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If New South Wales coach Ricky Stuart was hoping to find his own version of Billy Slater to don the No.1 jersey for the Blues in the coming years, he need look no further than Nathan Gardner.

The 20-year-old Cronulla fullback has been a revelation for the Sharks since making his debut in Round 10 last season – his energetic displays and ability to break a game wide open not dissimilar to the brilliance of Queensland's superstar custodian.

And there is a good reason for that.

As a promising teenager rising through the ranks, Gardner idolised Slater, studied his every move and even now spends hours watching video of his hero to find out exactly what it is that makes the Melbourne Storm veteran such a special talent.

"I've sat down and have done a lot on Billy with my assistant coach," Gardner told ahead of tomorrow night's clash with North Queensland.

"It's just his support play and the way he gets himself around the footy every tackle. He is never walking, he is always right on the ball and always in the right positions. He does great things in attack but people don't notice some of the stuff he does off the ball in defence, so mainly it's his support play and work off the ball."

Although Gardner has brought his own unique style to a Sharks attack that has stagnated in recent seasons, he is also a keen student of the game and is familiar with the idiosyncrasies of most of his rival NRL fullbacks.

"A lot of the players I play against now, I remember sitting at home watching them when I was a little kid and they were my favourite players. I always wanted to play like them but I never thought I'd get to play against them," he said.

"The main one is Billy Slater and his involvement in games. It's going to be tough this week too playing Matty Bowen – he is one of the best fullbacks that has played the game.

"I do watch a lot of fullbacks. I try not to copy too much of their games and keep my own style but there are still a lot of things I can look at and put in my game to help me be a better fullback."

Gardner's talents at the Sharks haven't gone unnoticed with his former coach and now NSW State of Origin coach Stuart telling last week that he had been particularly pleased with the young fullback's progress in 2011.

Gardner was one of a number of rising stars invited to the ‘Blues in Waiting' camp held in January and although he is still some way down the pecking order, he admits the experience certainly piqued his curiosity.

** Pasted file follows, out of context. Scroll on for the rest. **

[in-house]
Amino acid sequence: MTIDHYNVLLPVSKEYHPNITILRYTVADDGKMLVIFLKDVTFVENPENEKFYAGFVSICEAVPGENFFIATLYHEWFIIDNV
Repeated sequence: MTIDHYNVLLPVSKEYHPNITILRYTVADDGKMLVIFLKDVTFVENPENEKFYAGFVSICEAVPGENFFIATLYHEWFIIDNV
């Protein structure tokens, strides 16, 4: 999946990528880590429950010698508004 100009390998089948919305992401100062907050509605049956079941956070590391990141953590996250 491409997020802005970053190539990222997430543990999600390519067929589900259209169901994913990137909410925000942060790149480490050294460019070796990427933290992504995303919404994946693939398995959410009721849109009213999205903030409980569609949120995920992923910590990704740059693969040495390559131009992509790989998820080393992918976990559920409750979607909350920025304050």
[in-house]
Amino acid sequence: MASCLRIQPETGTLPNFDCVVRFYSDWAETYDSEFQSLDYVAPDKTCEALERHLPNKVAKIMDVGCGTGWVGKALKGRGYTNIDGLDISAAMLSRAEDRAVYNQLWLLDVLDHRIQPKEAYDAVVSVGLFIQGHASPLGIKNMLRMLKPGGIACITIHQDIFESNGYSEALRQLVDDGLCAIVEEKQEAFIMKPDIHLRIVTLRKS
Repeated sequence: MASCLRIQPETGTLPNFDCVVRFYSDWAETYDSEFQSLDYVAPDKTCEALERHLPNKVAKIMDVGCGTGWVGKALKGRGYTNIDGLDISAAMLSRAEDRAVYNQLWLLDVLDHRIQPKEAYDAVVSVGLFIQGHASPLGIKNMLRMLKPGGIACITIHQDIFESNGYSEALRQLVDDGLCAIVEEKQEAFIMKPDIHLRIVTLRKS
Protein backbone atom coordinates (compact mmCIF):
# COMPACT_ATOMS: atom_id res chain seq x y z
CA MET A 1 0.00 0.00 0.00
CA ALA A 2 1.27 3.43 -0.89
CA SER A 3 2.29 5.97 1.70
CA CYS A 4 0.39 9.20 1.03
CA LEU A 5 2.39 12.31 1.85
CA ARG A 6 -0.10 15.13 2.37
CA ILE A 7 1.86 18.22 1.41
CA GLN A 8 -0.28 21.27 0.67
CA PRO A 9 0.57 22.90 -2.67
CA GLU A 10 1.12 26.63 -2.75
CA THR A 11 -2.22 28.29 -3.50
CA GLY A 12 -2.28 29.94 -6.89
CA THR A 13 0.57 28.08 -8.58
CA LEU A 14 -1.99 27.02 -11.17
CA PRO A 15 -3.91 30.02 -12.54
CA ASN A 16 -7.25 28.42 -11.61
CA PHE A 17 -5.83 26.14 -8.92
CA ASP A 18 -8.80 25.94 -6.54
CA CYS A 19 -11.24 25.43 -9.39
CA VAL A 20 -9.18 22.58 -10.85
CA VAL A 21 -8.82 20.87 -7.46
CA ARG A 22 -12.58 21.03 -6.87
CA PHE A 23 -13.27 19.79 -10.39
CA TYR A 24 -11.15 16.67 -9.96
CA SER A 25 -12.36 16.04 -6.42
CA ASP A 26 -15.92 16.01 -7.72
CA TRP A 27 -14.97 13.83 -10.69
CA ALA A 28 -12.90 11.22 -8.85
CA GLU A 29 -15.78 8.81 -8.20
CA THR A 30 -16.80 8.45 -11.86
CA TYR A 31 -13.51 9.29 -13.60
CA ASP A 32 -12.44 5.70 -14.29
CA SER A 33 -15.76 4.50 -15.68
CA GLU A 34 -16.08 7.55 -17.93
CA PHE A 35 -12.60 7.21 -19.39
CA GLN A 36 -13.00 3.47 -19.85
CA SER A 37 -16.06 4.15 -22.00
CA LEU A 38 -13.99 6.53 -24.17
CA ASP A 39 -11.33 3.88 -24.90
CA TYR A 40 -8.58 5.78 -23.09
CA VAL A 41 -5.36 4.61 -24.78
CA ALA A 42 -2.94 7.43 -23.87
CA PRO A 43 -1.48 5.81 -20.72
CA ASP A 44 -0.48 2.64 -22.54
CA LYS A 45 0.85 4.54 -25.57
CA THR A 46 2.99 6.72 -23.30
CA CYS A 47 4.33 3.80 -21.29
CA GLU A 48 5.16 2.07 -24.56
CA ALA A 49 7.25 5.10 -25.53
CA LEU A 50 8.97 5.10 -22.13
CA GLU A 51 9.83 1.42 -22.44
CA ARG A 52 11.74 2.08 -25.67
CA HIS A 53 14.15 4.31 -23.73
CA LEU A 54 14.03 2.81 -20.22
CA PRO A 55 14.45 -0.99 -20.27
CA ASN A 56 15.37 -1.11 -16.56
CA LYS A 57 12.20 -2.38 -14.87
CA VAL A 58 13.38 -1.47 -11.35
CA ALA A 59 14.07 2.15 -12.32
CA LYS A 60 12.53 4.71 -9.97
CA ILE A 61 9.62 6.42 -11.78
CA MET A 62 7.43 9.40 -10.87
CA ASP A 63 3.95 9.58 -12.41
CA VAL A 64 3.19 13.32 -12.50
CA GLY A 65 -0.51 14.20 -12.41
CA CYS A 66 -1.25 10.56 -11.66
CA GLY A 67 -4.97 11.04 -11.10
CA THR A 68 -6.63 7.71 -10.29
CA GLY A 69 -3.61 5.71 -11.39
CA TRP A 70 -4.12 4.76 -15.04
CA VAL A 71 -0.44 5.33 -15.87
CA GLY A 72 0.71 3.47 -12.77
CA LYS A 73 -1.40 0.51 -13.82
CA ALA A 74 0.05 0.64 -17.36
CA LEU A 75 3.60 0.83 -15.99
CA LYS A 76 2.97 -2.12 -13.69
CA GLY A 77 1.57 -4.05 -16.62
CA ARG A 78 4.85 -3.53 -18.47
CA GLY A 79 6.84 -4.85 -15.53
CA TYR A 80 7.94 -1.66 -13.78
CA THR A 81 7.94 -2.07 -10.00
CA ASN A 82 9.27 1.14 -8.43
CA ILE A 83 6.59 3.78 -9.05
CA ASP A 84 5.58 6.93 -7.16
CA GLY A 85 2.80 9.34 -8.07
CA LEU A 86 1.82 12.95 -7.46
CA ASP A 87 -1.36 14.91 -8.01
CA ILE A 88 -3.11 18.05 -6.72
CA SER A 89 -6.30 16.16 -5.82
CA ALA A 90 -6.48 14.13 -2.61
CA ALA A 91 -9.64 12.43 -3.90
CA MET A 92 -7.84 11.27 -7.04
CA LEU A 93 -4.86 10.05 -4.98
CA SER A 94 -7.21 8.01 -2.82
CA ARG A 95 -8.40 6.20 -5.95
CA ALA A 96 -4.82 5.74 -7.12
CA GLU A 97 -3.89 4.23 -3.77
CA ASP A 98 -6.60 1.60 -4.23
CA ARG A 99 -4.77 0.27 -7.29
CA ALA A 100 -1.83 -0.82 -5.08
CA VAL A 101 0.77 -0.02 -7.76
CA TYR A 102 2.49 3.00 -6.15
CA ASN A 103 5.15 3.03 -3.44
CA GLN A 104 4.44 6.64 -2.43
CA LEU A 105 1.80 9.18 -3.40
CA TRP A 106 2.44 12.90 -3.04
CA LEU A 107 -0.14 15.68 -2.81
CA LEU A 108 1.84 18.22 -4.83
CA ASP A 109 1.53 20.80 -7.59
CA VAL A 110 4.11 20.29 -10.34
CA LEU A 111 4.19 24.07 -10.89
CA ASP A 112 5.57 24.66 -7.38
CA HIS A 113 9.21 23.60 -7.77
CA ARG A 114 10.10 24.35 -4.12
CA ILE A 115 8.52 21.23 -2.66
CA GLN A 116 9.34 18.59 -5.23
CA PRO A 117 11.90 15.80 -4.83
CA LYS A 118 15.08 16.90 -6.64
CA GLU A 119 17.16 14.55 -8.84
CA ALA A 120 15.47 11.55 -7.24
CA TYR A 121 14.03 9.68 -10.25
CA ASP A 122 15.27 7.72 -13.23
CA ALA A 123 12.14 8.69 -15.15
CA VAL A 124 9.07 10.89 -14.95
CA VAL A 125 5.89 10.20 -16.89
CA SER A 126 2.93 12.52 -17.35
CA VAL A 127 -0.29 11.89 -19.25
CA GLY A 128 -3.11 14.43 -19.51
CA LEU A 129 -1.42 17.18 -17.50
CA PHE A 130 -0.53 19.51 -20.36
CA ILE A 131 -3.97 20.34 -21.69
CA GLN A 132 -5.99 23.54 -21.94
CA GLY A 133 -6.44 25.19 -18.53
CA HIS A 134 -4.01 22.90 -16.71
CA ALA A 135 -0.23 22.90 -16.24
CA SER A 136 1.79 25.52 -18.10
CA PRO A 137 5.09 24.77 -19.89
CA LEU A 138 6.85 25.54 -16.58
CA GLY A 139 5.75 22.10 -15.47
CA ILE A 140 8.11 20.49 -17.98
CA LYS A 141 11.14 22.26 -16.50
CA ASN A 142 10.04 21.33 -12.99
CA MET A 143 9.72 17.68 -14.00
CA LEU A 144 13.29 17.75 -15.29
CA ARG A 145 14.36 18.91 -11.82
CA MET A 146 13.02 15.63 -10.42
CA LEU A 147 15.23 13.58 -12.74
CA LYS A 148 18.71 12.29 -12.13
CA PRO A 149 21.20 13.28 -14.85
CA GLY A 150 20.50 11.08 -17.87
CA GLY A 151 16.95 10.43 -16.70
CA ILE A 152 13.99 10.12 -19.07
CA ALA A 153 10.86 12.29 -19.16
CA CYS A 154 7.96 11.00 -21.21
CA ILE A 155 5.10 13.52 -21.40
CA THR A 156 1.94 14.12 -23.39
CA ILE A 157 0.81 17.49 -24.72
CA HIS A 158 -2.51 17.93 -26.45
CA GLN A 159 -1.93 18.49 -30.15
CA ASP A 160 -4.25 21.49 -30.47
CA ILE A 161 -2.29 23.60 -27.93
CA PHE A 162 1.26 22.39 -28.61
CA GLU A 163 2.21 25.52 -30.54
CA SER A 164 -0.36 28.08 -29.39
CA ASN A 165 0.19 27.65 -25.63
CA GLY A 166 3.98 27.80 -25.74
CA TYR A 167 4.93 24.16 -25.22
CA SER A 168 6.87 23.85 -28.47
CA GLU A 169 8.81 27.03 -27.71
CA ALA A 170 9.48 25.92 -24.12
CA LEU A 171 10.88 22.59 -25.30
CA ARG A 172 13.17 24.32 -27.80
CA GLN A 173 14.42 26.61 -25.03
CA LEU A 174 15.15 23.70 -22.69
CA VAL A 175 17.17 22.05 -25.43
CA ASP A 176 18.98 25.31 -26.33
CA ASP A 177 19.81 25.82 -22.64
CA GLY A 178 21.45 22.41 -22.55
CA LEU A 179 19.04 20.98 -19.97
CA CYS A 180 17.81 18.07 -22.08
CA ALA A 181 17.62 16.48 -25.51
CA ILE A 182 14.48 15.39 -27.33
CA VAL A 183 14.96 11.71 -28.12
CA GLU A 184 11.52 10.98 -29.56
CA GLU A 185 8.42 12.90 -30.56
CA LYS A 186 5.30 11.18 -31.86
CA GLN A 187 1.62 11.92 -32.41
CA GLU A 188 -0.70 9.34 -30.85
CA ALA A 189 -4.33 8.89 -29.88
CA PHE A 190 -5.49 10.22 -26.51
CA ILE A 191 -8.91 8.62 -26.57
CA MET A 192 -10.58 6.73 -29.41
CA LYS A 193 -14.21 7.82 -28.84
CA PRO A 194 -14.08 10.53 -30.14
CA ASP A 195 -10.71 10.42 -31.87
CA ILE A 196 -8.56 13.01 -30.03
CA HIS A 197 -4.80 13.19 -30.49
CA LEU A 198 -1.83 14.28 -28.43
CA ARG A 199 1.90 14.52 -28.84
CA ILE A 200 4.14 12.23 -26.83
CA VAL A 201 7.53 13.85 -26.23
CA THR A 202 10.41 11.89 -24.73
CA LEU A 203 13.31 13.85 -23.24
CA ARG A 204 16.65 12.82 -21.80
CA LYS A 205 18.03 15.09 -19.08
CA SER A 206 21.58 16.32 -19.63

"I think it just gave me a lot more confidence that maybe down the track they see me as a representative player," he said.

"The biggest thing for me was confidence, especially coming into my second year of footy. I just wanted to concentrate on playing first grade but it gives you a chance to reset goals."

Gardner is quick to reject any suggestions of a shock call-up this season – "No, definitely not – there are a lot of good fullbacks around," he answers politely – but ask how he expects he would handle the Origin cauldron and his response is far more positive.

"I mean, it's hard to say," he said. "I have no idea what it would be like to play that sort of footy but I would always tell myself that I'd be able to play in any sort of footy that I would get picked in. But you know, I just want to concentrate on helping the Sharks at first grade level."

That much he has certainly done.

As one of a trio of youngsters in Cronulla's key playmaking roles alongside halves Wade Graham and Albert Kelly, the Sharks are already looking far more threatening in 2011 after scoring fewer points than any other side over the past two seasons.

And he appears to have avoided that dreaded second-year syndrome that has befallen so many wunderkinds.

"Last year I exceeded every expectation I had set for myself," Gardner said.

"A lot of people did talk to me about second-year syndrome but I've got a lot of good people around me that keep me level headed and keep me working hard. I always had confidence in myself that it's a bit of a myth I think.

"You've just got to keep working hard and if you do have a bad game or a couple of bad games you can't talk yourself into that second-year syndrome thing. It's only early but hopefully I can keep playing consistent footy."

Despite some promising signs, the Sharks find themselves with just two wins from their opening six games in 2011.

But with three narrow losses in their past three outings – including a cruel last-minute heart-breaker against Manly in Round 5 – Gardner has high hopes for what this current Sharks outfit can achieve in the coming years.

"Me and the halves would like to think that they're going to stick with us young guys and really try and build a good combination for the next few years to come," he said.

"It gives you a lot of confidence that we're only young but they've thrown us in there and are telling the boys to lead us around the park. ‘Flanno' (coach Shane Flanagan) is telling me to get more involved and I tried to be a bit more of a ball-player in the off-season. He spoke to me about trying to be a bit more dominant with the ball.

"It's a bit hard at times when you've got Paul Gallen or Kade Snowden demanding the footy and you're trying to get it off them but I suppose the longer it goes on the more comfortable I'm getting."

Late NRL news:

- Manly have lost star fullback Brett Stewart to a hamstring injury – for the fourth week in a row. William Hopoate again returns to fullback with Michael Oldfield coming in on the wing.

- Josh Dugan is expected to make his return from a calf injury against Newcastle on Sunday, with captain Alan Tongue also likely to take the field. However, halfback Matt Orford has been ruled out with a back injury.

- Brisbane back-rower Matt Gillett has been ruled out for 10 weeks after having surgery on his injured foot during the week.